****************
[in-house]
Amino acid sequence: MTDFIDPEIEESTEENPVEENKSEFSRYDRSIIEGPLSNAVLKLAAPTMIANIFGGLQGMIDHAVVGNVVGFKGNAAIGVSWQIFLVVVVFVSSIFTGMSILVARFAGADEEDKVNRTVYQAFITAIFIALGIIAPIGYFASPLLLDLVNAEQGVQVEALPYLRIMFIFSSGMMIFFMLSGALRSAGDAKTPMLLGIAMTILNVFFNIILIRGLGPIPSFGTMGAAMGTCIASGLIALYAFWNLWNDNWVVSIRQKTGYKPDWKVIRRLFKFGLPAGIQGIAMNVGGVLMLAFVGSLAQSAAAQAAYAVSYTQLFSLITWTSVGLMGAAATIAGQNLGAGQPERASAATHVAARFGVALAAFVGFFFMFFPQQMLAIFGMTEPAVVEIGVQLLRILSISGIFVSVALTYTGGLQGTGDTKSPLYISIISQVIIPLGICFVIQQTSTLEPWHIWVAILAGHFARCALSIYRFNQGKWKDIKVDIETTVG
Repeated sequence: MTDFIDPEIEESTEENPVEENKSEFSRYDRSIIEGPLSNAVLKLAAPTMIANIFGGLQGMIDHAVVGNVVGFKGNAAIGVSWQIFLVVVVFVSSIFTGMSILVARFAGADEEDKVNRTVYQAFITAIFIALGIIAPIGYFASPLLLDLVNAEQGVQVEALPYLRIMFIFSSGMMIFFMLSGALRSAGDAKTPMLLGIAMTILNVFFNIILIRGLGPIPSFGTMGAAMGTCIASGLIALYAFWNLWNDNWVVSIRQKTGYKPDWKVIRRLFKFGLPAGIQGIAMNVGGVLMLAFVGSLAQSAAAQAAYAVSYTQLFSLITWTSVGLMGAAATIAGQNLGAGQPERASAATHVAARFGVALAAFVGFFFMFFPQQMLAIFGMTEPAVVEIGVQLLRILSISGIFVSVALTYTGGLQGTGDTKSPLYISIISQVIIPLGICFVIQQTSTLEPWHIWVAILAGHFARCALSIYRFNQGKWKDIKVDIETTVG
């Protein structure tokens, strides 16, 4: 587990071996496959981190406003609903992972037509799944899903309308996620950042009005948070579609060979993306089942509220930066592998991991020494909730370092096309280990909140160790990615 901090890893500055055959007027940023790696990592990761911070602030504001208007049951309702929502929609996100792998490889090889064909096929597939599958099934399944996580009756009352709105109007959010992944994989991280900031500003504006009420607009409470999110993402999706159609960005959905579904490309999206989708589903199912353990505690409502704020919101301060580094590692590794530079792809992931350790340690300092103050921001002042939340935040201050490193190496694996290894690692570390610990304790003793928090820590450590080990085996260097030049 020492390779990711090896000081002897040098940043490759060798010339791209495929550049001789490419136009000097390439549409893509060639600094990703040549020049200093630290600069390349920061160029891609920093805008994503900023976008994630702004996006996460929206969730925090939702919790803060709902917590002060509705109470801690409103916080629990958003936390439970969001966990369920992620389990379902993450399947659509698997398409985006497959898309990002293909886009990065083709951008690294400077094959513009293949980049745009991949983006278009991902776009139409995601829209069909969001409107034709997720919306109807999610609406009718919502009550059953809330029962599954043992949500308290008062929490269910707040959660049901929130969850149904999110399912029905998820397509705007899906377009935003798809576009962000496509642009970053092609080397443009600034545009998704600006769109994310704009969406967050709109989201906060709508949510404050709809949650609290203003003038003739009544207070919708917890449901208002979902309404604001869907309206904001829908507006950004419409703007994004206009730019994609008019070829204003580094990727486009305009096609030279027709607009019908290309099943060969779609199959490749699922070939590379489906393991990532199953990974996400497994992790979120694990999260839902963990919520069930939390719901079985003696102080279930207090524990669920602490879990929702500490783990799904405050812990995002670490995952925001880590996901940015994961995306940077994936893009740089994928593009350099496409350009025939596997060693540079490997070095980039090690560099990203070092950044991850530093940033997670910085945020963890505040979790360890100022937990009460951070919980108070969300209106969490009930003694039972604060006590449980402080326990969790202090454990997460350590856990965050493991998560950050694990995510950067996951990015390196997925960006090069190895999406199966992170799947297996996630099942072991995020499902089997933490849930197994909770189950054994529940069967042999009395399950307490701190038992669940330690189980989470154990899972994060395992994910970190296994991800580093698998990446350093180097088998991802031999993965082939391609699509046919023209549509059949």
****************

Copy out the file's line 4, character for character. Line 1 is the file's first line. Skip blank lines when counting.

């Protein structure tokens, strides 16, 4: 587990071996496959981190406003609903992972037509799944899903309308996620950042009005948070579609060979993306089942509220930066592998991991020494909730370092096309280990909140160790990615 901090890893500055055959007027940023790696990592990761911070602030504001208007049951309702929502929609996100792998490889090889064909096929597939599958099934399944996580009756009352709105109007959010992944994989991280900031500003504006009420607009409470999110993402999706159609960005959905579904490309999206989708589903199912353990505690409502704020919101301060580094590692590794530079792809992931350790340690300092103050921001002042939340935040201050490193190496694996290894690692570390610990304790003793928090820590450590080990085996260097030049 020492390779990711090896000081002897040098940043490759060798010339791209495929550049001789490419136009000097390439549409893509060639600094990703040549020049200093630290600069390349920061160029891609920093805008994503900023976008994630702004996006996460929206969730925090939702919790803060709902917590002060509705109470801690409103916080629990958003936390439970969001966990369920992620389990379902993450399947659509698997398409985006497959898309990002293909886009990065083709951008690294400077094959513009293949980049745009991949983006278009991902776009139409995601829209069909969001409107034709997720919306109807999610609406009718919502009550059953809330029962599954043992949500308290008062929490269910707040959660049901929130969850149904999110399912029905998820397509705007899906377009935003798809576009962000496509642009970053092609080397443009600034545009998704600006769109994310704009969406967050709109989201906060709508949510404050709809949650609290203003003038003739009544207070919708917890449901208002979902309404604001869907309206904001829908507006950004419409703007994004206009730019994609008019070829204003580094990727486009305009096609030279027709607009019908290309099943060969779609199959490749699922070939590379489906393991990532199953990974996400497994992790979120694990999260839902963990919520069930939390719901079985003696102080279930207090524990669920602490879990929702500490783990799904405050812990995002670490995952925001880590996901940015994961995306940077994936893009740089994928593009350099496409350009025939596997060693540079490997070095980039090690560099990203070092950044991850530093940033997670910085945020963890505040979790360890100022937990009460951070919980108070969300209106969490009930003694039972604060006590449980402080326990969790202090454990997460350590856990965050493991998560950050694990995510950067996951990015390196997925960006090069190895999406199966992170799947297996996630099942072991995020499902089997933490849930197994909770189950054994529940069967042999009395399950307490701190038992669940330690189980989470154990899972994060395992994910970190296994991800580093698998990446350093180097088998991802031999993965082939391609699509046919023209549509059949």